Apple and Battersea Power Station – What happens when an iconic brand moves into an iconic building?
Apple has announced that it will place its London headquarters in the boiler room at the infamous Battersea Power Station which has been undergoing a £9 billion redevelopment for mixed use on its 42 acre site. This move will bring 1,400 employees to its new 500,000 square foot office campus with six floors and an occupy date of 2021. The London operation will become one of Apples largest non-US offices along with its European headquarters in Cork, Ireland with 6,000 staff. Apples largest office is located at Hanover Street and has seven retail outlets around metro London.
Chancellor of the Exchequer Philip Hammond was quoted by the Evening Standard stating:”It’s another vote of confidence in the UK economy, sending a clear signal that companies are continuing to invest in Britain’s future and that we are one of the most attractive investment destinations for the global technology industry.”
Is this move of Apple’s an indication that the decades embattled Battersea Power Station will have more of an appeal to property buyers and investors post Brexit and new tax rules?
The initial offering of flats and retail space from the power station regeneration project brought all matter of interest from buyers. With its location close to Chelsea and the additional property developments along with the new US Embassy, the Battersea/Nine Elms area has seen continued growth to a point where the area has become almost unrecognizable. However concerns this year have risen regarding the possible saturation of the luxury housing units.
Propcision analysts reported earlier this year that their algorithm showed 89 price cuts to homes being offered at Battersea Power Station since January this year. They report that a four bedroom unit first listed as a re-sale in July 2015 for £6.5million was reduced by 38% on 12 February of this year to £4million. Another flat was listed in April 2015 for £800,000 and after four price reductions was being offered for £600,000 in February also.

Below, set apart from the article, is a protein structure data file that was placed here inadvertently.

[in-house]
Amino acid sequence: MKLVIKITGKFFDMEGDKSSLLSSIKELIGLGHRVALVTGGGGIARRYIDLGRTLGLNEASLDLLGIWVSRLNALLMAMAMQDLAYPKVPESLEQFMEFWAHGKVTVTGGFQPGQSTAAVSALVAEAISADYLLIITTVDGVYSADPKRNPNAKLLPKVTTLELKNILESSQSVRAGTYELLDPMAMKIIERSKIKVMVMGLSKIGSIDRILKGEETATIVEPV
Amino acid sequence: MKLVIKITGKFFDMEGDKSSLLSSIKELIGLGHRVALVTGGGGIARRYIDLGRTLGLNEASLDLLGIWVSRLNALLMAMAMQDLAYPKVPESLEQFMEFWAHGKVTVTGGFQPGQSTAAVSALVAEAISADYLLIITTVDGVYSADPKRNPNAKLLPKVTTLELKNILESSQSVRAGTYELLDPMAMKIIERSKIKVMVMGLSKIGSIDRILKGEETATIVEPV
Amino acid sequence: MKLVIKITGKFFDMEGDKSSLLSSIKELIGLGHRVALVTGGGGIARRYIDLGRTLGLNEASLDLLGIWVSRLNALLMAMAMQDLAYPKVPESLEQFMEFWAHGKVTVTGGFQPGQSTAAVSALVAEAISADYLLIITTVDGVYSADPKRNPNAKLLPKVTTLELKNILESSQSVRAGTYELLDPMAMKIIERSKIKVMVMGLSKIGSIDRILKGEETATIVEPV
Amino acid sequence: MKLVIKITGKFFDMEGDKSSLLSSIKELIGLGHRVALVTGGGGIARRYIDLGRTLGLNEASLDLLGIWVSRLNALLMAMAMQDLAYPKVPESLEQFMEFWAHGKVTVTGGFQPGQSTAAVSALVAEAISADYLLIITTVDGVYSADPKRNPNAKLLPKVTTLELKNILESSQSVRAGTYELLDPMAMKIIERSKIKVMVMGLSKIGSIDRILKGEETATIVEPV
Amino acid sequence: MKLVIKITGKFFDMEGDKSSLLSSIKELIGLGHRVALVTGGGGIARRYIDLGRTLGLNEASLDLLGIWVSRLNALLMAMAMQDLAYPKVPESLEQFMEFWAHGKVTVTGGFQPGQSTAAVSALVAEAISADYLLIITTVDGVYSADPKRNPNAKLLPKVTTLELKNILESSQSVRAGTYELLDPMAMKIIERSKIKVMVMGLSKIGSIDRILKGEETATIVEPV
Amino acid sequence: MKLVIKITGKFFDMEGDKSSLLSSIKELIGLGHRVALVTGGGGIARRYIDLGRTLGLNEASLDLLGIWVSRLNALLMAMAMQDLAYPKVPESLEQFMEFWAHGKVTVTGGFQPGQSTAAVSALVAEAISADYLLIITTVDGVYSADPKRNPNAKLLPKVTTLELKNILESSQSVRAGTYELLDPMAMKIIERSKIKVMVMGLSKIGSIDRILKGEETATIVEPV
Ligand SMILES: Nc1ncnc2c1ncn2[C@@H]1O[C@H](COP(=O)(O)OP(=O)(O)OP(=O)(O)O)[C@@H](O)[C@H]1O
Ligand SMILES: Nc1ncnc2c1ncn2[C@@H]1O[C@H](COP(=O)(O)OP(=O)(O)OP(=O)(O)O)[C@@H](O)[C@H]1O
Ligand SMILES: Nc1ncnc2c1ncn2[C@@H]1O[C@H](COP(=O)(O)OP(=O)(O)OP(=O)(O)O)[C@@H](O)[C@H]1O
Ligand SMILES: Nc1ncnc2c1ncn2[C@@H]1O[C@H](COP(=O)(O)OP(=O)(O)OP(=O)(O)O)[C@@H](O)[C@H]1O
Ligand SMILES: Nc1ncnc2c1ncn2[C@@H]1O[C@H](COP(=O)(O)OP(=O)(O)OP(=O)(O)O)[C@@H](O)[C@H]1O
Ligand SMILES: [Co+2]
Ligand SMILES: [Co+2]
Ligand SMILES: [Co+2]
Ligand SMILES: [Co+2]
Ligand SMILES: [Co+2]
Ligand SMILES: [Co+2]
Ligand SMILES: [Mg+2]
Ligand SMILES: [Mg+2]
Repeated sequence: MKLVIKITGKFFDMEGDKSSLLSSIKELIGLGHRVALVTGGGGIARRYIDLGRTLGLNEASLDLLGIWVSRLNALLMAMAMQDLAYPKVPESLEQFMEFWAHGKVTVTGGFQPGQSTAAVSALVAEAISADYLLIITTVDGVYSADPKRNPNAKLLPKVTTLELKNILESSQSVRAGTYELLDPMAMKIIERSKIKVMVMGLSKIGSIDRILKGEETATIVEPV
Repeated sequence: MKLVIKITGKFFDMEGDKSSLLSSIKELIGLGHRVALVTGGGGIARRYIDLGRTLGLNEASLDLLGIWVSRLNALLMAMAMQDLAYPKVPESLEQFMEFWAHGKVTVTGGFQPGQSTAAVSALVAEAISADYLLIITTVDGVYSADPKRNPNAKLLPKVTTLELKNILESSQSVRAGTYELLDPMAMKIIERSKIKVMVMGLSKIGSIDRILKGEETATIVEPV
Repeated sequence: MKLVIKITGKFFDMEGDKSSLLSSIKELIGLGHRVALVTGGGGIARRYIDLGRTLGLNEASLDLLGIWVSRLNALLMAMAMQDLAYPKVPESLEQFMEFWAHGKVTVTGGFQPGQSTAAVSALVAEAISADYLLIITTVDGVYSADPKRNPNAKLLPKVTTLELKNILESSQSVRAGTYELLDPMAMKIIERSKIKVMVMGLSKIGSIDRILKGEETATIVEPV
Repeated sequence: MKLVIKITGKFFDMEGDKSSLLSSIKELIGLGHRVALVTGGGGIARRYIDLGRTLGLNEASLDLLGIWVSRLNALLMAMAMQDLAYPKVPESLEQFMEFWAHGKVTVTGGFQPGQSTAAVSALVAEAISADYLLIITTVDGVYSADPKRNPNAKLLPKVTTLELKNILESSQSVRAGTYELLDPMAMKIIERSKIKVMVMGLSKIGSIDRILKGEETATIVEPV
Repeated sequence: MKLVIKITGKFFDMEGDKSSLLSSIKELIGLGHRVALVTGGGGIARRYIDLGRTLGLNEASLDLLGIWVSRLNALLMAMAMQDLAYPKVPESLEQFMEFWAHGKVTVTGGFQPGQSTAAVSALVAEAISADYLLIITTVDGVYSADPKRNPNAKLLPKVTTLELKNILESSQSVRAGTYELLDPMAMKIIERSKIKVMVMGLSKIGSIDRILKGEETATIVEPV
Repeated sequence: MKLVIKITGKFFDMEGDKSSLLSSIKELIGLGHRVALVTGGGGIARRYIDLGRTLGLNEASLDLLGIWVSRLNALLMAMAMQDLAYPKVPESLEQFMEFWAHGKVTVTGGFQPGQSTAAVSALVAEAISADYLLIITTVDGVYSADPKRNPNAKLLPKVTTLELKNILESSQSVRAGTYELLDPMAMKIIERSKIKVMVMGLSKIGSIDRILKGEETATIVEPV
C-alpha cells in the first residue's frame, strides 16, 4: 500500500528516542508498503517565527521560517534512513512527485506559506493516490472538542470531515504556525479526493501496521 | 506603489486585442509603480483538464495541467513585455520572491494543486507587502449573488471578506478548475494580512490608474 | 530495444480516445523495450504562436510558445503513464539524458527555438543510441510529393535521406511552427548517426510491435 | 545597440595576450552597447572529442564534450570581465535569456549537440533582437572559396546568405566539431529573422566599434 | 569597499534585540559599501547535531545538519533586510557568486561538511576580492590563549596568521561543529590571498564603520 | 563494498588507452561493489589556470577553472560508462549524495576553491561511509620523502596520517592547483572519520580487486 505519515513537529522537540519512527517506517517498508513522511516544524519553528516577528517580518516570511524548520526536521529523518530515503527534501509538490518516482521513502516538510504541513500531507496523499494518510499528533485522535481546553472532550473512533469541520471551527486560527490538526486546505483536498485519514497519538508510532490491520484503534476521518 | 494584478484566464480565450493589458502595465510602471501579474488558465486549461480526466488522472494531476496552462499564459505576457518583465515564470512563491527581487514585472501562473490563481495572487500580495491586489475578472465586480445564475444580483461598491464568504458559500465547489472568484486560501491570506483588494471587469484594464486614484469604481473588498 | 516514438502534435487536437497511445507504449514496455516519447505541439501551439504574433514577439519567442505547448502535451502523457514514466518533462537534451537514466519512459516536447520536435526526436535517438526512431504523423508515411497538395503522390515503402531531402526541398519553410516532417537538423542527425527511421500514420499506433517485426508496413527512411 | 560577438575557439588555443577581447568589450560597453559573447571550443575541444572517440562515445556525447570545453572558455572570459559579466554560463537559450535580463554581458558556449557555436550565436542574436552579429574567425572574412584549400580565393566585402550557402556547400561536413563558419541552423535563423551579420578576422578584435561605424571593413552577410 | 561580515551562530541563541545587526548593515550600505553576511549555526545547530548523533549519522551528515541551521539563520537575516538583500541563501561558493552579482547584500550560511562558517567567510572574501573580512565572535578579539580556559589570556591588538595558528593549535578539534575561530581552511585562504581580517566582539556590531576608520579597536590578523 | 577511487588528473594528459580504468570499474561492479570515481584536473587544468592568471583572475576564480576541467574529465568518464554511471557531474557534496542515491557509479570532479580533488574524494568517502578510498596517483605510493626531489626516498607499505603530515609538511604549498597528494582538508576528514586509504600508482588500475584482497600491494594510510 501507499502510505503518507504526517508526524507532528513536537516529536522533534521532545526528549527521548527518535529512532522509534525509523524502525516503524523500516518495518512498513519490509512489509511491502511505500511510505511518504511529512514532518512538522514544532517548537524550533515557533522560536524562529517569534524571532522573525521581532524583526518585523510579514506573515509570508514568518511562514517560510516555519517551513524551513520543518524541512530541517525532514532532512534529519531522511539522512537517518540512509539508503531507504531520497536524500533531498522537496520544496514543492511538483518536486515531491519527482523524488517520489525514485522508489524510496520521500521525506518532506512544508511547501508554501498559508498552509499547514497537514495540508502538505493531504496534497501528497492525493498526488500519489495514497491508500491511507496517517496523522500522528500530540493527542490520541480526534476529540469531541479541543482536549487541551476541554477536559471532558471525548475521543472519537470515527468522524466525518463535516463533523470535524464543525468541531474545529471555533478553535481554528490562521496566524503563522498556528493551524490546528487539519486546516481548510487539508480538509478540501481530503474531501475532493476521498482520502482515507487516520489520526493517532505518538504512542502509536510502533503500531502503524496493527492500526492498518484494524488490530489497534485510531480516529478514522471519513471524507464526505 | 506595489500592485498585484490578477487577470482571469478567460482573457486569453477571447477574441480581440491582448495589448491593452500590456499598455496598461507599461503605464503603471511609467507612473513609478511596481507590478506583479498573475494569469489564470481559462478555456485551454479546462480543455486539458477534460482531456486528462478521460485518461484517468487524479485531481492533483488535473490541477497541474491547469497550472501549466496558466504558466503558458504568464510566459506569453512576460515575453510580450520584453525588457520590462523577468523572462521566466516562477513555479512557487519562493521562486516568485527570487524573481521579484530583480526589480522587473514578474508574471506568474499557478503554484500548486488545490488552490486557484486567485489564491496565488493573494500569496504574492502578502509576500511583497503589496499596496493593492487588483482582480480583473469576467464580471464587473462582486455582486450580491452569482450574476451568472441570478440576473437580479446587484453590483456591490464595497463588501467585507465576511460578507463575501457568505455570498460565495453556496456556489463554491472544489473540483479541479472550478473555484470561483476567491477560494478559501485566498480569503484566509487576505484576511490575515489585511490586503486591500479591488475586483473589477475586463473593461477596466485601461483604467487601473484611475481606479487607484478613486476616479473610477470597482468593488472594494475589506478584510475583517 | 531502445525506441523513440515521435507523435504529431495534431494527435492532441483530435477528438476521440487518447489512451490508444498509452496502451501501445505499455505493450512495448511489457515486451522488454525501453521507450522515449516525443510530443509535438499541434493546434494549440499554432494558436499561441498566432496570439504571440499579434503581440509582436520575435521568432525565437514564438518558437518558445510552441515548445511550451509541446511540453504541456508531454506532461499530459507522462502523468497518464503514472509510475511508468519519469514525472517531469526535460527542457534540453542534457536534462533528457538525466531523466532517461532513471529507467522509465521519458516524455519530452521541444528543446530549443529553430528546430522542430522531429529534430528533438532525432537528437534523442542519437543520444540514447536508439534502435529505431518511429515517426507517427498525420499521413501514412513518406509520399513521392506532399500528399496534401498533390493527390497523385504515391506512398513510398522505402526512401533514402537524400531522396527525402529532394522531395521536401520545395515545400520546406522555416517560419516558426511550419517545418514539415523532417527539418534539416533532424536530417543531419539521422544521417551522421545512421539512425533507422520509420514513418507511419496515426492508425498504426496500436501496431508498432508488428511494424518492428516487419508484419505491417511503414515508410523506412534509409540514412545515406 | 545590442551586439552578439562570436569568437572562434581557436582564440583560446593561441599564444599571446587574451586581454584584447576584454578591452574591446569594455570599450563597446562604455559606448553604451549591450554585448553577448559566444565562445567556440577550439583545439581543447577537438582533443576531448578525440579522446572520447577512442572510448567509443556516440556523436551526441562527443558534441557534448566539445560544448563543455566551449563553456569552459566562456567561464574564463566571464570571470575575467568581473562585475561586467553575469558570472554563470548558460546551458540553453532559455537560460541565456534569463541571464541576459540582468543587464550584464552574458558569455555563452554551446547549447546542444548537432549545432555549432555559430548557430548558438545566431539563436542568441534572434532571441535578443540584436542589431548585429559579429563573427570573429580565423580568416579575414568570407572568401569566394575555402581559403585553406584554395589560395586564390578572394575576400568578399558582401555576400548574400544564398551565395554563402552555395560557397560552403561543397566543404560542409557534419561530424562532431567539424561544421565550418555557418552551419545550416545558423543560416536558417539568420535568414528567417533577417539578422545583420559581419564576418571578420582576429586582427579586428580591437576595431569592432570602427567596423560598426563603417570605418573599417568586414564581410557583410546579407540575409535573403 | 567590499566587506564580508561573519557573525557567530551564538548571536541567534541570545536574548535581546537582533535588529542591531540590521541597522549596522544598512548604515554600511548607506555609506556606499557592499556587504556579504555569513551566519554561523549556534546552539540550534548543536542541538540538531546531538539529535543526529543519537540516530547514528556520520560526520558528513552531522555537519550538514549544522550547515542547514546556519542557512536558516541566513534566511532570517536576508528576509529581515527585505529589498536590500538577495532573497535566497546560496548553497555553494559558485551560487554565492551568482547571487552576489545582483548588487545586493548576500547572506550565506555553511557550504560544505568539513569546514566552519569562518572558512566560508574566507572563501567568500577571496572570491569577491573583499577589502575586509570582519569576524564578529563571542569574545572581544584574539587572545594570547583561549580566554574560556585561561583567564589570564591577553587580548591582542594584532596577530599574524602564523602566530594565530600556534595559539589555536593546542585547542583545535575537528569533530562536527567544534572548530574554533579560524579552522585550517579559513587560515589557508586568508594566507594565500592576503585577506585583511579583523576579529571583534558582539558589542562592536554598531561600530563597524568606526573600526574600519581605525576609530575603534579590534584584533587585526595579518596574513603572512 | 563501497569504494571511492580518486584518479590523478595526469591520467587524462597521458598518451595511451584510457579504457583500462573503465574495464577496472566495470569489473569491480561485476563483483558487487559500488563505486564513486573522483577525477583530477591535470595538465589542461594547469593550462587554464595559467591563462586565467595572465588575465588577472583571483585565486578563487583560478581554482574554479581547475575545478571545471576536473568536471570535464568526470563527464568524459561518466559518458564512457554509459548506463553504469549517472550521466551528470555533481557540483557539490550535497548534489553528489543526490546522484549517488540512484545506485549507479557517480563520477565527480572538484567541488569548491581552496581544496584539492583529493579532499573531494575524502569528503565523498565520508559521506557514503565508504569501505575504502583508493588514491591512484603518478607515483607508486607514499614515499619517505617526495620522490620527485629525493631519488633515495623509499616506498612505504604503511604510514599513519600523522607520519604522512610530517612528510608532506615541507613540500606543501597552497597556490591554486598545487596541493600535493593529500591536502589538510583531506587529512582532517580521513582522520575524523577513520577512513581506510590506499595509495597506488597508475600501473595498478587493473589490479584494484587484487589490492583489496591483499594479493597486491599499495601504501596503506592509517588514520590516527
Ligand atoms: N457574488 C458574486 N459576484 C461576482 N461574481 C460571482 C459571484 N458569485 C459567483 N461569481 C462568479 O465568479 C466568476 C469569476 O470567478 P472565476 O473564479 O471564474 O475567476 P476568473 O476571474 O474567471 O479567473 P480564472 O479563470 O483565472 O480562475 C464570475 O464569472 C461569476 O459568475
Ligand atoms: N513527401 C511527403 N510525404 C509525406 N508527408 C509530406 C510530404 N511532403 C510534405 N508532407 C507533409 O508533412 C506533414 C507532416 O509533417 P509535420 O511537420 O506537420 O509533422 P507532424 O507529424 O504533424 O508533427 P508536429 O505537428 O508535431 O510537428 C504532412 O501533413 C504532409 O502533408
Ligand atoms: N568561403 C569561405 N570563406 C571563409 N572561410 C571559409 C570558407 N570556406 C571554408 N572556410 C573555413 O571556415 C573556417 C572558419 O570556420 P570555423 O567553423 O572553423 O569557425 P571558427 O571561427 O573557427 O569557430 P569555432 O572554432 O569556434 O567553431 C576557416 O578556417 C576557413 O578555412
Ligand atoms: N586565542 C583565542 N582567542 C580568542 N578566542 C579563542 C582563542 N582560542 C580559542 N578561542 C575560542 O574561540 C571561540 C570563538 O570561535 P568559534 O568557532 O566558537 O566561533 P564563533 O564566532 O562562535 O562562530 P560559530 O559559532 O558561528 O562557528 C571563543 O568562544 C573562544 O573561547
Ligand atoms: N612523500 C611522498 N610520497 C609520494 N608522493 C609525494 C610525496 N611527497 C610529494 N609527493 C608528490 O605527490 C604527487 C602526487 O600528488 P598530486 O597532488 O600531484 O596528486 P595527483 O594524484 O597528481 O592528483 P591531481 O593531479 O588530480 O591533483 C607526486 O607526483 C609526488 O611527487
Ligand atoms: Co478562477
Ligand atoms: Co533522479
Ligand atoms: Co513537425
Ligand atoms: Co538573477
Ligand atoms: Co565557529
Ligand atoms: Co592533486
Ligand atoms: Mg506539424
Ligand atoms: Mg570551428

Michelle Ricci, co-founder of Propcision, told IBTimes UK.”Does it mean that these are now under market value? No, it doesn’t mean that just yet.”
A second group was created by the developers, Battersea Power Station Estates, to assist original purchasers to re-sell their property. In two years the Battersea developers sold 1,500 units and as of March this year there had been only 10% percent of these properties being offered for re-sale with a price growth of 30%.
One problem for property sales for Battersea Power Station has been the slowdown of purchasers from China whose economy has weakened thus lowering demand for London property. Chinese investors were only required to make a nominal deposit with the full amount paid when construction is finished. With Brexit, new taxes and fears of a property slowdown, some foreign investors have decided to leave the market completely. Other investors from the Arab Gulf states have also been affected by falling global oil and gas prices.
Consultancy firm Property Vision, reports that their estimates for London property are ’…54,000 homes worth over £1m planned or under construction in London. There are around 20,000 new units in the Nine Elms area alone.’
In the past decade leading up to 2015 London prices had risen 89% with the average cost of a property at £536,000.
The effect on the overall London property market also reached the Battersea/Nine Elms area but as Propcision reports:
‘In Battersea/Nine Elms, the steepest cuts mostly affected properties that were ambitiously priced. Reductions simply brought prices down nearer to the average. Yet discounts of 25-38 percent across many luxury apartments certainly drew attention.’
In May the largest price reductions had taken place and with the June Brexit vote on the horizon the property market for the Battersea/Nine Elms area became quiet but after the vote the Propcision reports states: ‘It could be said that Battersea quietly passed through the Brexit result without any notable differences. Most of the reductions occurred well-before the vote.’
More Apples on the Way?
So could Apples move have others following? The Financial Times quoted Neil Prime, of the property consultancy JLL, regarding the Apple move to Battersea offices would “be a pull for other creative companies, people who want to be associated with the Apple brand. The area will certainly benefit.” Additionally: ‘…in recent years technology groups have taken over when it comes to office expansion; their moves to new areas of the capital have often helped to spur regeneration.’
The developers of Battersea Power Station must not only be pleased but relieved to see Apple become a prime tenant.
By Kevin Murphy: www.kevinmurphy.london